Neuroblastoma, a solid tumor of the peripheral sympathetic nervous system (PSNS) in children, can represent difficult treatment challenges and, as a result, accounts for 15% of all childhood cancer deaths (1, 2). Neuroblastoma is derived from the sympathoadrenal lineage of neural crest cells (NCCs) and typically arises in the adrenal medulla or sympathetic ganglia (3). MYCN gene amplification and overexpression define approximately 25% of neuroblastomas, making it one of the most common high-risk genetic alterations in these tumors (4). The vast majority of neuroblastomas with MYCN gene amplification also harbor large deletions of chromosome band 1p36 (5–8), and a recent study has implicated the gene encoding AT-rich interacting domain–containing protein 1A (ARID1A; also known as BAF250A and SMARCF1) as the gene on chromosome 1p whose loss collaborates with oncogenic MYCN in neuroblastoma pathogenesis (5). This work showed in studies of primary mouse NCCs in vitro that MYCN-driven tumorigenesis selects for NCCs with ARID1A deletions from a pool of NCCs (5).
ARID1A is present exclusively in the canonical BAF complexes within the mammalian SWI/SNF (SWItch/Sucrose Non-Fermentable) (mSWI/SNF) family of chromatin remodeling complexes that modulate chromatin structure and, therefore, gene transcription (9–11). Whole-genome and exome sequencing studies have implicated mSWI/SNF complexes as the most frequently mutated chromatin remodelers in human tumors, with ARID1A being the most highly mutated component among mSWI/SNF subunits (12,13). Inactivating mutations in ARID1A have been identified in a range of tumor types, including neuroblastoma, colon cancer, ovarian clear cell carcinomas, and endometrioid carcinomas (14–19). Furthermore, immunohistochemistry-based studies have demonstrated that most of these mutations are associated with the loss of detectable ARID1A protein expression (20–22).
Sequence alterations of ARID1A have been identified in 6% of neuroblastomas and shown to be associated with early treatment failure and an unfavorable outcome overall (17). ARID1A is deleted on one allele in at least 87% of cases with loss of chromosome 1p, which is almost always deleted in neuroblastomas with MYCN gene amplification and is the most common deletion in high-risk neuroblastomas. The ARID1A gene does not lie within the smallest common region of deletion on 1p, but the vast majority of these abnormalities are very large and include ARID1A within the deleted region (5–8). As a result, at least 30% of all primary high-risk human neuroblastomas have haploinsufficiency for ARID1A (8, 23).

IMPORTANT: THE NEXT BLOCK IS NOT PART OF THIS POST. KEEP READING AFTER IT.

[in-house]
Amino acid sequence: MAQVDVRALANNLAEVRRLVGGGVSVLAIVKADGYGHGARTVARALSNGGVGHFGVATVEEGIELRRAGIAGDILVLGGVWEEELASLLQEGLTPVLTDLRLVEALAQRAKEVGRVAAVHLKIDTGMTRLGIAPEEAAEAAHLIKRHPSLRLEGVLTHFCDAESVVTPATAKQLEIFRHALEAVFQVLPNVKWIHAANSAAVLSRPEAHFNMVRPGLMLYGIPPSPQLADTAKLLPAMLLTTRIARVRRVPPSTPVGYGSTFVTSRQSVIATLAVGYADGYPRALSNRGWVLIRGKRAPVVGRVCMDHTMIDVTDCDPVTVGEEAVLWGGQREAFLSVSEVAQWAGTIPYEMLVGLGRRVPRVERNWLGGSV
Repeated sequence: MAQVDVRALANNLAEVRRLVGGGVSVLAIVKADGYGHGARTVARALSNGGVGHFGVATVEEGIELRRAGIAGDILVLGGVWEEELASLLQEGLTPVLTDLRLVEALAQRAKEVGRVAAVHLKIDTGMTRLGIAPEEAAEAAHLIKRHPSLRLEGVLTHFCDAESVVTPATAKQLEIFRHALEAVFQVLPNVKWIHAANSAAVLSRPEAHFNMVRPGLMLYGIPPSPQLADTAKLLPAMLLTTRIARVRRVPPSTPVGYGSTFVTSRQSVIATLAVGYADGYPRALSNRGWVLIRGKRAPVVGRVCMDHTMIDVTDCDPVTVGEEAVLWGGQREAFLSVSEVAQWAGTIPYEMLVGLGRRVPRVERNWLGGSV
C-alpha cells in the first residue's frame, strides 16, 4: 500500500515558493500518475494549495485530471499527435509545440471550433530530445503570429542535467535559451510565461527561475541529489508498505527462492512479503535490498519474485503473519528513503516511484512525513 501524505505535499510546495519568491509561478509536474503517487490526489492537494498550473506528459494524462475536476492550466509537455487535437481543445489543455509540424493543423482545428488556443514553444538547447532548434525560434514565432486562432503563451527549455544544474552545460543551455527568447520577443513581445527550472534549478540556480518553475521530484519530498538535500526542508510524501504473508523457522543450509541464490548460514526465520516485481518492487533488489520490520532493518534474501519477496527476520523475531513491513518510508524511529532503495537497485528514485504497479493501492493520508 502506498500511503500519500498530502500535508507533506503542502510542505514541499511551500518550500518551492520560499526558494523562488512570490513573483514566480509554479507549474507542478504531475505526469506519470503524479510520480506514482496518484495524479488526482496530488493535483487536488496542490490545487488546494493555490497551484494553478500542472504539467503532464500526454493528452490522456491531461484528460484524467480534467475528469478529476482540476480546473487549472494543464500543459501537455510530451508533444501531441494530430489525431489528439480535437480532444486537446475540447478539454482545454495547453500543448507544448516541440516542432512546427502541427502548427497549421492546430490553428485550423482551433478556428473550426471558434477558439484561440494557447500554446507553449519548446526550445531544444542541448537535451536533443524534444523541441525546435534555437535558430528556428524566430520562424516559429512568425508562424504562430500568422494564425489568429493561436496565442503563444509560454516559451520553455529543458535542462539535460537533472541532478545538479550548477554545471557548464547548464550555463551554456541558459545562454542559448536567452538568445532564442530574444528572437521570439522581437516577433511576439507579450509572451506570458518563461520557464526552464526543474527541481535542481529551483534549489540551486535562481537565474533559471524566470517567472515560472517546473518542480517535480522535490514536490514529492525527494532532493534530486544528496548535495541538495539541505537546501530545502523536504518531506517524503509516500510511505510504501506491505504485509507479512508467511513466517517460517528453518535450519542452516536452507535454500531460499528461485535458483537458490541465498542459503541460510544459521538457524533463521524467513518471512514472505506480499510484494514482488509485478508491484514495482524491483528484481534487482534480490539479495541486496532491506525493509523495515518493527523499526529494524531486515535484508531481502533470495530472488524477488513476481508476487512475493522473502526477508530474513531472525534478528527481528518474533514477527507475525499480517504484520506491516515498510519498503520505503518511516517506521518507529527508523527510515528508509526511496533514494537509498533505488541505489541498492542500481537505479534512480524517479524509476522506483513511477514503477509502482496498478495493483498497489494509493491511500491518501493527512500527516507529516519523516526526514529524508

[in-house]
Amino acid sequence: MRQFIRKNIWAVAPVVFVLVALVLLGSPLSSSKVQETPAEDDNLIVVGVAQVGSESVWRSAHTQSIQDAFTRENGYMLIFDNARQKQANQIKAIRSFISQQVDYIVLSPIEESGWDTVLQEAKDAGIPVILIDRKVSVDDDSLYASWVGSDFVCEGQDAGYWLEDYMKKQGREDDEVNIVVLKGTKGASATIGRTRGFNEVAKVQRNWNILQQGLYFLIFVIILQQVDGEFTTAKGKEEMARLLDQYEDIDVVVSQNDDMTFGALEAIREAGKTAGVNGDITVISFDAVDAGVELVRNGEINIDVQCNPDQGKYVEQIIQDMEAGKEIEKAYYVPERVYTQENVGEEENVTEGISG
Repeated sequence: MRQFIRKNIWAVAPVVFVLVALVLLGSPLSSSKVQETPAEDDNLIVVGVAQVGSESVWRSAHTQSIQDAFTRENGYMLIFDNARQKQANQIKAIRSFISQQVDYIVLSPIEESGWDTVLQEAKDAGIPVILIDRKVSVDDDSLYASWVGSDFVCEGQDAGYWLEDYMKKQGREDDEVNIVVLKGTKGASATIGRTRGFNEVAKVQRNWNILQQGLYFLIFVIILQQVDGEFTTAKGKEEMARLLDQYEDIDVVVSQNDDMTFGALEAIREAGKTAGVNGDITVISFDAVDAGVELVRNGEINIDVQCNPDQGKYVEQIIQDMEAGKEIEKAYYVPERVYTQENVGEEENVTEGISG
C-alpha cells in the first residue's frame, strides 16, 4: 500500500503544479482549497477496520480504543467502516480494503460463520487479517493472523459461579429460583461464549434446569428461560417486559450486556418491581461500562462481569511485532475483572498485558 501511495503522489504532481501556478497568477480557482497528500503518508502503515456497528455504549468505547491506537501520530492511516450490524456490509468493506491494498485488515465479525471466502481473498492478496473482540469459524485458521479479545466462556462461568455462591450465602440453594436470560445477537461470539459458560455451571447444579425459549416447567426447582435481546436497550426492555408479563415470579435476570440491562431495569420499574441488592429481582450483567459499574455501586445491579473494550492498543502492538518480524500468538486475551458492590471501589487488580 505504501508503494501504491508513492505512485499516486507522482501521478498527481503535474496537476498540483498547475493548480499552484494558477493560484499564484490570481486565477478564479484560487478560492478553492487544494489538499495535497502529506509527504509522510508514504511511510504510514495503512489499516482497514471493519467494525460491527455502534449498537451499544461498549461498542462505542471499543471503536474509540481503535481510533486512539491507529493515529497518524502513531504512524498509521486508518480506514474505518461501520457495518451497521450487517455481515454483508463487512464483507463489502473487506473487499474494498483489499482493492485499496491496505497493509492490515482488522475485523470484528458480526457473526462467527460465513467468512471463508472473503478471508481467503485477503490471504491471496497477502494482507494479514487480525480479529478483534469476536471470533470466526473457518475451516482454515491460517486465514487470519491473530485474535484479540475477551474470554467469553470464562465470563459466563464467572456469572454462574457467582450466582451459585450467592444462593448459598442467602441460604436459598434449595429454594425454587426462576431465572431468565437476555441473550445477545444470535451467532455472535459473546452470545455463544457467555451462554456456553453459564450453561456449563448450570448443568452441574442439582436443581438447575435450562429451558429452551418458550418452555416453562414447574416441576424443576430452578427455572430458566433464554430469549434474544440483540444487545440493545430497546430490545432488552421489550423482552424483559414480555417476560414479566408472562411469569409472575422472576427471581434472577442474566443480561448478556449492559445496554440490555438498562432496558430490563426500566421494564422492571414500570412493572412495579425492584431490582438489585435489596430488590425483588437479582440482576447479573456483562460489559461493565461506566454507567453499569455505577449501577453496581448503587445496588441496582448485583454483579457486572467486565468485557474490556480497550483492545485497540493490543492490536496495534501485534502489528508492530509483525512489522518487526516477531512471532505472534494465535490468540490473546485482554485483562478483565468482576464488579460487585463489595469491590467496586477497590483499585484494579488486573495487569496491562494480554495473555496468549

Given the recent studies implicating ARID1A as the critical haploinsufficient tumor suppressor in MYCN-amplified neuroblastoma (5) and the paucity of information regarding the consequences of ARID1A loss in neuroblastoma, we sought to clarify the pathogenic role of this chromatin regulator in our MYCN zebrafish model of high-risk neuroblastoma (24). Here, we show that disruption of either ARID1A homolog, arid1aa or arid1ab, accelerates the onset and increases the penetrance of MYCN-induced neuroblastoma by increasing the proliferation of cells in the sympathoadrenal lineage. ARID1A depletion in human neuroblastoma cells promotes cell invasion and the adrenergic-to-mesenchymal transition by regulating enhancer-mediated gene expression through alteration of the binding sites of both BAF and PBAF (polybromo-containing BAF) complexes (distinct mSWI/SNF assemblies) in a genome-wide manner. These results support the role of ARID1A as a bona fide tumor suppressor in neuroblastoma, whose loss promotes the transition of committed adrenergic neuroblast cells to undifferentiated mesenchymal cells that drive a more aggressive phenotype.
Zebrafish arid1aa or arid1ab deficiency increases the penetrance of MYCN-induced neuroblastoma in vivo
Analysis of gene expression data of human tumors (the R2 database; https://hgserver1.amc.nl/cgi-bin/r2/main.cgi) revealed that low ARID1A expression is strongly associated with lower overall survival probability in neuroblastoma patients and that ARID1A expression levels are inversely correlated with MYCN expression in human primary neuroblastomas (Fig. 1, A and B). To examine the relevance of ARID1A as a tumor suppressor gene in vivo, we used a CRISPR-Cas9–mediated knockout strategy (25) to disrupt its homologs in a zebrafish neuroblastoma model Tg (dβh:EGFP-MYCN) (designated MYCN) (24) and in wild-type (strain AB) fish. Zebrafish have duplicated ARID1A genes, namely, arid1aa and arid1ab. To eliminate potential off-target effects, we designed two unique guide RNAs (gRNAs) targeting the coding sequence of each gene. After injection, randomly selected embryos were evaluated for double-stranded cleavage efficiency of these gRNAs at 1 day postfertilization (dpf). Disruption of the target site for each gRNA was observed in more than 70% of the embryos (table S1). Observation of these mosaic primary injected MYCN fish revealed a substantially accelerated tumor onset and an increased penetrance of neuroblastoma for each gRNA, as compared with uninjected controls (fig. S1). Neuroblastomas arising in these mosaic fish were dissected and subjected to Sanger sequencing to identify gRNA target sites. Mutations in either arid1aa or arid1ab were found in early-onset tumors [5 and 13 weeks postfertilization (wpf)] but not those with late onset (15 and 27 wpf) (table S2), suggesting that the accelerated tumor onset was attributed to CRISPR-Cas–mediated arid1aa or arid1ab gene mutations.